MC Frontalot - ‘Zero Day’
Level Up Records and Tapes B003AMAF3W
Frontalot spits with a flow that skitters crazily across the beat in a way that perfectly enacts the verbal rhythm of the half-distracted nerd, but stays immensely funky. Lyrically, ‘Zero Day’ seems more focussed on daily domestic existence than his earlier offerings, which took in a broader survey of geek culture, but that’s a balance thing: there’s still a tune on here about D&D, don’t worry. There are also, as you’d expect, some hilarious skits. MC Frontalot takes a wry, somewhat distanced, comedic if not quite satirical look at his subject matter, in contrast to, say, Beefy (who guests on ‘Disaster’), who writes heart-on-the-sleeve celebrations of nerd culture. There are no major departures from form on this album: production credits are shared with long time collaborator Badd Spellah, who also contributes to the beat making, which is fun and funky as ever. Deeply entertaining music, with lots of re-listen value, thanks to its highly referenced lyrical density.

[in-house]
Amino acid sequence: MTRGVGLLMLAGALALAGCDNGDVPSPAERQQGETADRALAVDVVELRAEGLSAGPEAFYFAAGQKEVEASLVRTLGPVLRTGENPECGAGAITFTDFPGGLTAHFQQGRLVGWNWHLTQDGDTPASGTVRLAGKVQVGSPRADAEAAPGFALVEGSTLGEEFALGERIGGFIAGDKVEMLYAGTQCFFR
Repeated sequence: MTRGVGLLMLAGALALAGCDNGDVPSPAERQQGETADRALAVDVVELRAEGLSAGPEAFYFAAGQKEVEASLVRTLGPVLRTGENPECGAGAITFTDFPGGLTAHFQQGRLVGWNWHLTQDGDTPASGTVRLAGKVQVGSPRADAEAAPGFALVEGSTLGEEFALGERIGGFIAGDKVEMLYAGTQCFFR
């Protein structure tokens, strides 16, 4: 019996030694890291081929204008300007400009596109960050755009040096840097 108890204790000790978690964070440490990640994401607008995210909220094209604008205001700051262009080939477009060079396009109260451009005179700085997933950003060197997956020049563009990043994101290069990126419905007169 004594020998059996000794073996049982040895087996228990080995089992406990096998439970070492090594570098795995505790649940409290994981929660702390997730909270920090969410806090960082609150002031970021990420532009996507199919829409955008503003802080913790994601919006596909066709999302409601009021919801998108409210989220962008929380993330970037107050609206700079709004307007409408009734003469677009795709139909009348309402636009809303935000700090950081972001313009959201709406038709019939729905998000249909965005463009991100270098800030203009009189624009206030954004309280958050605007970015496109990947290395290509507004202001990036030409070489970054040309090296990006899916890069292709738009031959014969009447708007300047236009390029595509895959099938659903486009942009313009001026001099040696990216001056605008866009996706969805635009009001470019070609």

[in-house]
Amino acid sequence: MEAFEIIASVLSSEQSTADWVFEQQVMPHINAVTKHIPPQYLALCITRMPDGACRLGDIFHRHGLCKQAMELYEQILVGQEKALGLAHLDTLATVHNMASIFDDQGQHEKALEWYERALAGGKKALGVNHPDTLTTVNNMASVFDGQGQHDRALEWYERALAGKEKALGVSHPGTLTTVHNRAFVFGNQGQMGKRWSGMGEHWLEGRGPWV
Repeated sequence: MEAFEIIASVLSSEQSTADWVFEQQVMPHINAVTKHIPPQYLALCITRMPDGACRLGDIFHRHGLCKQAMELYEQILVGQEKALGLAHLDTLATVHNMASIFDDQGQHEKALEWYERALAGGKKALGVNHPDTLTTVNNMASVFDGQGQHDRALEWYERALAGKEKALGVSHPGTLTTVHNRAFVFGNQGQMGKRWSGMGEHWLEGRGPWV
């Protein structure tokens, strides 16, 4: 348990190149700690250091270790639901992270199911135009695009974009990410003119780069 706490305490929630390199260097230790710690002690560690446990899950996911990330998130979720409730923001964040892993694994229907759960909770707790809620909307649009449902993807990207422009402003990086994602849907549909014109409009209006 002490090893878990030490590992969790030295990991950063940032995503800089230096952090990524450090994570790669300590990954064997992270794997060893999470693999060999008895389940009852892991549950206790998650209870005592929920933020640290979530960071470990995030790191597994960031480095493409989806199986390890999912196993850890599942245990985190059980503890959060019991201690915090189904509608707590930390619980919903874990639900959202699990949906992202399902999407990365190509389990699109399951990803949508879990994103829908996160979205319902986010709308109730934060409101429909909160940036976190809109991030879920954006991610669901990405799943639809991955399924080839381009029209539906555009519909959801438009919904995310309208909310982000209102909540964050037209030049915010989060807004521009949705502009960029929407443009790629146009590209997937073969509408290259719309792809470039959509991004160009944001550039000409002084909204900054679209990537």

Ozomatli - ‘Fire Away’
There’s a scene in Jackie Brown, where Samuel L. Jackson shoots Robert De Niro dead, looks at his corpse, and says: ‘What the fuck happened to you, man? Shit, your ass used to be beautiful!’ That’s more or less where I am with Ozomatli. This album is a huge disappointment to me. There was no question about whether I would review it for my year’s roundup: for me, a new Ozo release is a big event. This band used to combine the deepest grooves, the widest stylistic compass, the illest rapping, and the most radical social awareness: Fire Away is anodyne, middle of the road pop pap. I have no clue why Ozomatli think this is the right direction to move in, maybe it will sell records for them, but personally, I can’t think of a single reason to listen to this album. Avoid it.
The John Butler Trio - ‘April Uprising’
Jarrah Records 82564682450